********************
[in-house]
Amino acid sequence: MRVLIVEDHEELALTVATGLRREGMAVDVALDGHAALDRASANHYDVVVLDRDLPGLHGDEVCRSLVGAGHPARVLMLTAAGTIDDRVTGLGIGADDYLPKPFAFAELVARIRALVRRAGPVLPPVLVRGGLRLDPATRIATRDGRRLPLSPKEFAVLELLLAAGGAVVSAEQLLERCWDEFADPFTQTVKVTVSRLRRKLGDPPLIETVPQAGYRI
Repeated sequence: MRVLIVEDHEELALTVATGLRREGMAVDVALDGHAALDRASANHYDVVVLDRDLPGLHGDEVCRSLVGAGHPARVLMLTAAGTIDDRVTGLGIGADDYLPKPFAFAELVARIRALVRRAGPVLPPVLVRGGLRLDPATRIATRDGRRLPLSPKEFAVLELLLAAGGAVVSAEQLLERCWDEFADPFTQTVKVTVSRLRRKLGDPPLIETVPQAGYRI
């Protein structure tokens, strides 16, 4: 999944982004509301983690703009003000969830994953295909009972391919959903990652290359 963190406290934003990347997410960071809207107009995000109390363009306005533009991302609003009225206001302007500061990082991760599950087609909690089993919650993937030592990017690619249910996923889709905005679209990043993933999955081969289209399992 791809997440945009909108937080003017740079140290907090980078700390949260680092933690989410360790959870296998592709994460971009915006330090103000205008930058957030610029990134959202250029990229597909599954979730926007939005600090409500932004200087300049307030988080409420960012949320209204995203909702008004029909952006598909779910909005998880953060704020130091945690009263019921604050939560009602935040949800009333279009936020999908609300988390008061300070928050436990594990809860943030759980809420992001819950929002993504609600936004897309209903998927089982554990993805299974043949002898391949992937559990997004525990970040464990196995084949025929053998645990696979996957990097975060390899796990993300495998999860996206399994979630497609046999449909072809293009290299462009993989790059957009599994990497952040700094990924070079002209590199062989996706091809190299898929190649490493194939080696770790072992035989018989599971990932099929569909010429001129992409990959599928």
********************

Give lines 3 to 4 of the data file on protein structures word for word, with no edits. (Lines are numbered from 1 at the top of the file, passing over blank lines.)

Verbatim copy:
Repeated sequence: MRVLIVEDHEELALTVATGLRREGMAVDVALDGHAALDRASANHYDVVVLDRDLPGLHGDEVCRSLVGAGHPARVLMLTAAGTIDDRVTGLGIGADDYLPKPFAFAELVARIRALVRRAGPVLPPVLVRGGLRLDPATRIATRDGRRLPLSPKEFAVLELLLAAGGAVVSAEQLLERCWDEFADPFTQTVKVTVSRLRRKLGDPPLIETVPQAGYRI
């Protein structure tokens, strides 16, 4: 999944982004509301983690703009003000969830994953295909009972391919959903990652290359 963190406290934003990347997410960071809207107009995000109390363009306005533009991302609003009225206001302007500061990082991760599950087609909690089993919650993937030592990017690619249910996923889709905005679209990043993933999955081969289209399992 791809997440945009909108937080003017740079140290907090980078700390949260680092933690989410360790959870296998592709994460971009915006330090103000205008930058957030610029990134959202250029990229597909599954979730926007939005600090409500932004200087300049307030988080409420960012949320209204995203909702008004029909952006598909779910909005998880953060704020130091945690009263019921604050939560009602935040949800009333279009936020999908609300988390008061300070928050436990594990809860943030759980809420992001819950929002993504609600936004897309209903998927089982554990993805299974043949002898391949992937559990997004525990970040464990196995084949025929053998645990696979996957990097975060390899796990993300495998999860996206399994979630497609046999449909072809293009290299462009993989790059957009599994990497952040700094990924070079002209590199062989996706091809190299898929190649490493194939080696770790072992035989018989599971990932099929569909010429001129992409990959599928």